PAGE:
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Astronomers discover why a binary black hole system has the hiccups

In context: Binary systems composed of a supermassive black hole and a much smaller singularity orbiting around it are crucial for studying gravitational wave events. Detecting them, however, is extremely challenging. A newly discovered binary configuration could aid in identifying potential candidates for binary black hole systems.

In a galaxy 800 million light-years away from Earth, there’s a supermassive black hole that had remained relatively quiet until December 2020. Back then, astronomers detected a faint burst of “light” in the X-ray portion of the electromagnetic spectrum. The burst occurred at an unusually regular interval, every 8.5 days.

According to the international team of astronomers studying the case, this peculiar phenomenon resembled a cosmic “hiccup” of sorts. A newly published study explains that these periodic hiccups are most likely caused by two black holes orbiting each other, with the smaller singularity colliding against the accretion disk of the supermassive black hole at the center of the distant galaxy.

MIT research scientist and co-author of the paper, Dheeraj “DJ” Pasham, noted that the NICER (Neutron star Interior Composition Explorer) X-ray telescope aboard the International Space Station played a crucial role in studying the occurrence of these cosmic hiccups. Pasham utilized his allotted time to focus the telescope on the galaxy emitting the X-ray burst.

After collecting four months of data, the researcher observed the 8.5-day dipping period of the highly energetic radiations. “It was almost like when a star’s brightness dims when a planet crosses in front of it,” Pasham said, “but in this case, an entire galaxy’s brightness level was being affected.”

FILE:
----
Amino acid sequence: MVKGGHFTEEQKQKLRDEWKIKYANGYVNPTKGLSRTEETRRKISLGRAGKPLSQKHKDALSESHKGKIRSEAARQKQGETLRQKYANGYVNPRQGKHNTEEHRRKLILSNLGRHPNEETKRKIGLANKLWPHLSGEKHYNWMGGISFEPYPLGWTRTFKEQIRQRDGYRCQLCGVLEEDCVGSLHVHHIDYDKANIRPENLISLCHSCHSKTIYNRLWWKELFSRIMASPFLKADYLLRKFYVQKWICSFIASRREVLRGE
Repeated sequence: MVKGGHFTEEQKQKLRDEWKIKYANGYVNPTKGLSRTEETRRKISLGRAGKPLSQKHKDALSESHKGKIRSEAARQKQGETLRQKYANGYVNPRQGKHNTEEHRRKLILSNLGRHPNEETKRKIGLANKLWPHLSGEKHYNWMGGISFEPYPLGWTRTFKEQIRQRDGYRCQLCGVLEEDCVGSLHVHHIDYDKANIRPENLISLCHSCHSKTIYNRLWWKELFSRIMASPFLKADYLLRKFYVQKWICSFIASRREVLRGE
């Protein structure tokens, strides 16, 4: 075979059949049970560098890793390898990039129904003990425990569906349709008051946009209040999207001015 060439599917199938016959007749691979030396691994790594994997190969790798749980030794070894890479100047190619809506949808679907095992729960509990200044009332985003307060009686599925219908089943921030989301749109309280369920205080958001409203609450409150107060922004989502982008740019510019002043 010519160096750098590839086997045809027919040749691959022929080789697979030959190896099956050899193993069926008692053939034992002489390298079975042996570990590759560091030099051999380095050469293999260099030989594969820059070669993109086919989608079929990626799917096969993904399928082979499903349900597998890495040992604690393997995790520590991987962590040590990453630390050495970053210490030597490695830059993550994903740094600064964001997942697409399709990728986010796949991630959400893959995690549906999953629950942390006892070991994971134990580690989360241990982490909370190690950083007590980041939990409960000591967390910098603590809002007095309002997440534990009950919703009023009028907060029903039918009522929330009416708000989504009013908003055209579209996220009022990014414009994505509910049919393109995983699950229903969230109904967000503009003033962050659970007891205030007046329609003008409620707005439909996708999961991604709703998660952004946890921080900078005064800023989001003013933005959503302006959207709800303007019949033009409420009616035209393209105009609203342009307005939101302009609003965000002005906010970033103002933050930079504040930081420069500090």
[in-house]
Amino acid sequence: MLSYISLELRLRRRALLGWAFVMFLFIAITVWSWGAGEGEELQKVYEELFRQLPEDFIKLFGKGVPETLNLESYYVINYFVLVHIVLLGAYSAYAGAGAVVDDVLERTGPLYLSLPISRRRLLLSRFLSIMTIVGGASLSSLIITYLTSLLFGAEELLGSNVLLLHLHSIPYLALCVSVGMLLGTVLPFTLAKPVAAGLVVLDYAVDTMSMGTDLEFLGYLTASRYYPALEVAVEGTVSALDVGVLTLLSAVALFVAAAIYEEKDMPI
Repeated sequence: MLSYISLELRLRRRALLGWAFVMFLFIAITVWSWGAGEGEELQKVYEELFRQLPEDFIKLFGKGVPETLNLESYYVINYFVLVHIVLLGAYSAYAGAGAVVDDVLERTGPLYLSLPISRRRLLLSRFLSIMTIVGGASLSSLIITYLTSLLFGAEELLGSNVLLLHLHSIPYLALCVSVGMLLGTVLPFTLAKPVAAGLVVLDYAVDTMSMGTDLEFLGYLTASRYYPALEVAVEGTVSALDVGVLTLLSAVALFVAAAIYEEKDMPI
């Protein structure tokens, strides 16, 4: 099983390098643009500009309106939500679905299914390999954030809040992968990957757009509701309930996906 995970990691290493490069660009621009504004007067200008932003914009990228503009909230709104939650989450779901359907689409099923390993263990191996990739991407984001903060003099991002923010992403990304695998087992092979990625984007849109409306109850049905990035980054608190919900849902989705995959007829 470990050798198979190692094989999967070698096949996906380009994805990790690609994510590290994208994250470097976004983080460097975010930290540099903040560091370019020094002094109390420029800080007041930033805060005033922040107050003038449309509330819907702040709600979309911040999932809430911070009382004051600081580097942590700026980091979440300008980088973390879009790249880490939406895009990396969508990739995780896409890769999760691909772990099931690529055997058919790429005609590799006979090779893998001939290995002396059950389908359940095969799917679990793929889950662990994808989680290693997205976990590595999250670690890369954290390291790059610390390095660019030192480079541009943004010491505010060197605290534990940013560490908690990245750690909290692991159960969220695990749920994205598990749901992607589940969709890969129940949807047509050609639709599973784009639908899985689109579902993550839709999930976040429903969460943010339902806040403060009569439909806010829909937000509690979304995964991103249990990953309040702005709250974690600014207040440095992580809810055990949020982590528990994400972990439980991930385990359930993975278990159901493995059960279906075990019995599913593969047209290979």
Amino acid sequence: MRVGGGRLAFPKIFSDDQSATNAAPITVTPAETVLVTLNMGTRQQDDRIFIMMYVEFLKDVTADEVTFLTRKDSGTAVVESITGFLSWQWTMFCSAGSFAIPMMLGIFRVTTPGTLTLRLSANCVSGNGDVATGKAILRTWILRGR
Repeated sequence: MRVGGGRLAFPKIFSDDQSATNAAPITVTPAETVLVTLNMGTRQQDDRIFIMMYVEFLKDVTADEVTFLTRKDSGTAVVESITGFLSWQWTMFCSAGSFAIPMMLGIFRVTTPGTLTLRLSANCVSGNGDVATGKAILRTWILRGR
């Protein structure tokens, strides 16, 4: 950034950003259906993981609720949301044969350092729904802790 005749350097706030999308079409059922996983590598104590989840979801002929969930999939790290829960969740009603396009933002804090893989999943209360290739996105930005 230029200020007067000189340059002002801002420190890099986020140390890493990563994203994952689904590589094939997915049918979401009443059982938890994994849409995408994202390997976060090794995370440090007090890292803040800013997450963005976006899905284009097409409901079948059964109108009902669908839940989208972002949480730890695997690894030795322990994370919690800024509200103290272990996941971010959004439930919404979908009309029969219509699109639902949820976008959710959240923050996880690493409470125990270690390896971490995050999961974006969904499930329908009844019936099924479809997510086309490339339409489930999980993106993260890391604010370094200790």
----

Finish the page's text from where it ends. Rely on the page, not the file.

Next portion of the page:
Inspired by a theory published by Czech physicists about a supermassive black hole having a smaller orbiting companion, Pasham ran simulations with his own data collected through the NICER observatory. The data supported the Czech theory, but the mystery about the sudden appearance of X-ray bursts in December 2020 remained unsolved.

The researchers now suggest that the light bursts were caused by a “tidal disruption event” (TDE), a cosmic cataclysm involving a star being pulled by the gravitational influence of the black hole and then being ripped to shreds. The TDE provided enough material to enrich the faint accretion disc around the supermassive black hole, which, in turn, was being disturbed by the smaller black hole passing through the disk.

Pasham now suggests that these unusual binary black hole systems could be relatively common occurrences across the cosmos.

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